Okay, so what about the people who want to join this movement 2.5 years after the “current phone” was released? Should they wait for 2.5 or more years before the next “current phone” will be released (because support will end then) to be able to use their new phone for as long as possible or should they buy a phone that drops out of support 2.5 years later? (This assumes a support of 5 years but you can insert any number, the question will remain the same).
Releasing a phone every two years may lead to more people wanting that new phone (and to be honest I’m surprised about the phone history of some of the frequent posters in this forum) but if people were rational enough that wouldn’t be an issue. On the other hand it opens the space for more people who want to join that movement and it helps showcasing that it is possible to produce an attractive phone that is still repairable and (partly) fairly sourced which should convince other brands to do so, too. In the end this is probably more sustainable than only releasing a phone every 10 years (I’m exaggerating) because this will affect the people who want the shiny new Samsung sooner or later, too.


Which has been true about 80% of the time in the history of Fairphone (for me, FP3 and FP3+ or the two versions of the FP4 count as one, because it doesn’t make a difference for software support and basically none for spare part availability).

I know I’m being blunt here, but your opinion on this particular thing is just stupid as it would put Fairphone out of business.
Support of the FP4 is meant to be 5, maybe 7 years. Nobody will buy a new phone that is 3 years old or more because that would mean they would only get 2 to 4 years of support. Half of the time between two models in your scenario means the company essentially has nothing to sell.

Edit: let’s play it through, according to your logic the FP4 shouldn’t exist at the moment. So yeah, people in 2023 would have to buy the FP3 and either stick to Android 11 and not getting software support any longer in 6 months from now or have to accept that they can’t use their fingerprint reader in several apps anymore. Also, no benefit from 5G. Do you really think the FP3 would still sell as well as the FP4 does?

Edit 2: and I’m not making this up about “essentially nothing to sell”, just now on social media

Sooo, after 3.5 years it would appear I’m in the market for a new phone. I was hoping to skip a generation and wait for the Fairphone 5, but it hasn’t even been announced yet, and the 4 is already 2 years old, so that does not seem like a good choice for longevity either. Haven’t been following the market much. Perhaps a Pixel?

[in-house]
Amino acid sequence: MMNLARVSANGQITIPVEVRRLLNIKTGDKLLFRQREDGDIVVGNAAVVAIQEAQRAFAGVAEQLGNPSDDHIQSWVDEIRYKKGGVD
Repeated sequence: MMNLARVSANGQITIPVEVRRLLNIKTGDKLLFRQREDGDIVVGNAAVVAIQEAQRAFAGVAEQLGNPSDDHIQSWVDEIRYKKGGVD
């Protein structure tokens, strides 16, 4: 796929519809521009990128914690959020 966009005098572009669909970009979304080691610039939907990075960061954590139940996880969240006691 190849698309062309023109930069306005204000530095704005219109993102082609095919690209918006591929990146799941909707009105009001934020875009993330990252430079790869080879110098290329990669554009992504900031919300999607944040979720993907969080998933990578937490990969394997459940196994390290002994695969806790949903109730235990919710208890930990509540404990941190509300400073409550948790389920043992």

QFT. If my FP3 would drop dead right now, I wouldn’t even buy an FP4, I’d make do with something else - second hand or dumbphone - and wait for FP5. (even if FP5 weren’t leaked yet).

I think one phone every second year is a perfect release rhythm. If it’s predictable as well, it allows users the choice to either stick with their current phone for two more years, or to upgrade if they feel the need.
All the while it avoids the waste of having to support too many phones at the same time: the ‘current’ phone (first two years) is actively supported by the OEM; the ‘previous’ phone (next two years) is in process of being taken over by Fairphone software team, but still actively used by the community; and the rest of the time (legacy phone) is still supported but in long term support mode. Sounds good to me (and it feels great to have my FP3 enter this long term support mode in the shiny shape of Android 13 just before it gets 4 years old).


I think 2 years is a bit short

I would opt for upgrades, you can sell it as a " new model" like many brands already do…but it would be the same but with hardware upgrades.

Users can choose to upgrade their phone when something needs replacement. Let’s say the camera is broken, you can choose to replace it with the upgraded version.

And after 4 or 5 years…I can imagine hardware has changed so much you would need a whole new body.

And the repeat the previous steps…
And while doing that keep support for the earlier models as long as possible